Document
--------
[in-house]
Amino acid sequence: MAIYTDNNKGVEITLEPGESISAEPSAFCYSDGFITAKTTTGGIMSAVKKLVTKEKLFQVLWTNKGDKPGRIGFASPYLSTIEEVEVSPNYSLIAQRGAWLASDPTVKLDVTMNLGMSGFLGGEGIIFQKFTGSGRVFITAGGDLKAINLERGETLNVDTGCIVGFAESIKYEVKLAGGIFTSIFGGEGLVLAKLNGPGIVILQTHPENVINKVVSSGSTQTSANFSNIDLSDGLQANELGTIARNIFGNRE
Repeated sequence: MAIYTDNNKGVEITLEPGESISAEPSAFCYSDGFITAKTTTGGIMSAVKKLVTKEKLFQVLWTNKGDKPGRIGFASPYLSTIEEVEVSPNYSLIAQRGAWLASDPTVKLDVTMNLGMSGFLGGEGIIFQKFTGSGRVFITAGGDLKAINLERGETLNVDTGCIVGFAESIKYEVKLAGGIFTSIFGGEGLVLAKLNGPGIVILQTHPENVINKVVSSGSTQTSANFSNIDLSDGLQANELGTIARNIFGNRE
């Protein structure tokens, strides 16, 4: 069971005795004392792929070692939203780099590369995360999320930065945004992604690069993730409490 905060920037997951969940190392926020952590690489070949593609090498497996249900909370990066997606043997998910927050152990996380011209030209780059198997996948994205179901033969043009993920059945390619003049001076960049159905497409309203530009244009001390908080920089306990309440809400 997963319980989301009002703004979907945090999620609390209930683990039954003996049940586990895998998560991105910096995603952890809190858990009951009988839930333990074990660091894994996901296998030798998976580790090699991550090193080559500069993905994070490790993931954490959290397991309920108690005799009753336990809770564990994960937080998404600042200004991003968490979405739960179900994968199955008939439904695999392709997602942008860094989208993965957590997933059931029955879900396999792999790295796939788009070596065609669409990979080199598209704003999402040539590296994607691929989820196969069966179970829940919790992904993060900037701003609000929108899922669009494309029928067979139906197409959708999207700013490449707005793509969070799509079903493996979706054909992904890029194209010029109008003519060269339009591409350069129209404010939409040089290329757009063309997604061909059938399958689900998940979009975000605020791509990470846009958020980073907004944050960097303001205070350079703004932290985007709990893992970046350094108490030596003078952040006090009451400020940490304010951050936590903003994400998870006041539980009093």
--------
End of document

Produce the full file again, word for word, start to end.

[in-house]
Amino acid sequence: MAIYTDNNKGVEITLEPGESISAEPSAFCYSDGFITAKTTTGGIMSAVKKLVTKEKLFQVLWTNKGDKPGRIGFASPYLSTIEEVEVSPNYSLIAQRGAWLASDPTVKLDVTMNLGMSGFLGGEGIIFQKFTGSGRVFITAGGDLKAINLERGETLNVDTGCIVGFAESIKYEVKLAGGIFTSIFGGEGLVLAKLNGPGIVILQTHPENVINKVVSSGSTQTSANFSNIDLSDGLQANELGTIARNIFGNRE
Repeated sequence: MAIYTDNNKGVEITLEPGESISAEPSAFCYSDGFITAKTTTGGIMSAVKKLVTKEKLFQVLWTNKGDKPGRIGFASPYLSTIEEVEVSPNYSLIAQRGAWLASDPTVKLDVTMNLGMSGFLGGEGIIFQKFTGSGRVFITAGGDLKAINLERGETLNVDTGCIVGFAESIKYEVKLAGGIFTSIFGGEGLVLAKLNGPGIVILQTHPENVINKVVSSGSTQTSANFSNIDLSDGLQANELGTIARNIFGNRE
């Protein structure tokens, strides 16, 4: 069971005795004392792929070692939203780099590369995360999320930065945004992604690069993730409490 905060920037997951969940190392926020952590690489070949593609090498497996249900909370990066997606043997998910927050152990996380011209030209780059198997996948994205179901033969043009993920059945390619003049001076960049159905497409309203530009244009001390908080920089306990309440809400 997963319980989301009002703004979907945090999620609390209930683990039954003996049940586990895998998560991105910096995603952890809190858990009951009988839930333990074990660091894994996901296998030798998976580790090699991550090193080559500069993905994070490790993931954490959290397991309920108690005799009753336990809770564990994960937080998404600042200004991003968490979405739960179900994968199955008939439904695999392709997602942008860094989208993965957590997933059931029955879900396999792999790295796939788009070596065609669409990979080199598209704003999402040539590296994607691929989820196969069966179970829940919790992904993060900037701003609000929108899922669009494309029928067979139906197409959708999207700013490449707005793509969070799509079903493996979706054909992904890029194209010029109008003519060269339009591409350069129209404010939409040089290329757009063309997604061909059938399958689900998940979009975000605020791509990470846009958020980073907004944050960097303001205070350079703004932290985007709990893992970046350094108490030596003078952040006090009451400020940490304010951050936590903003994400998870006041539980009093």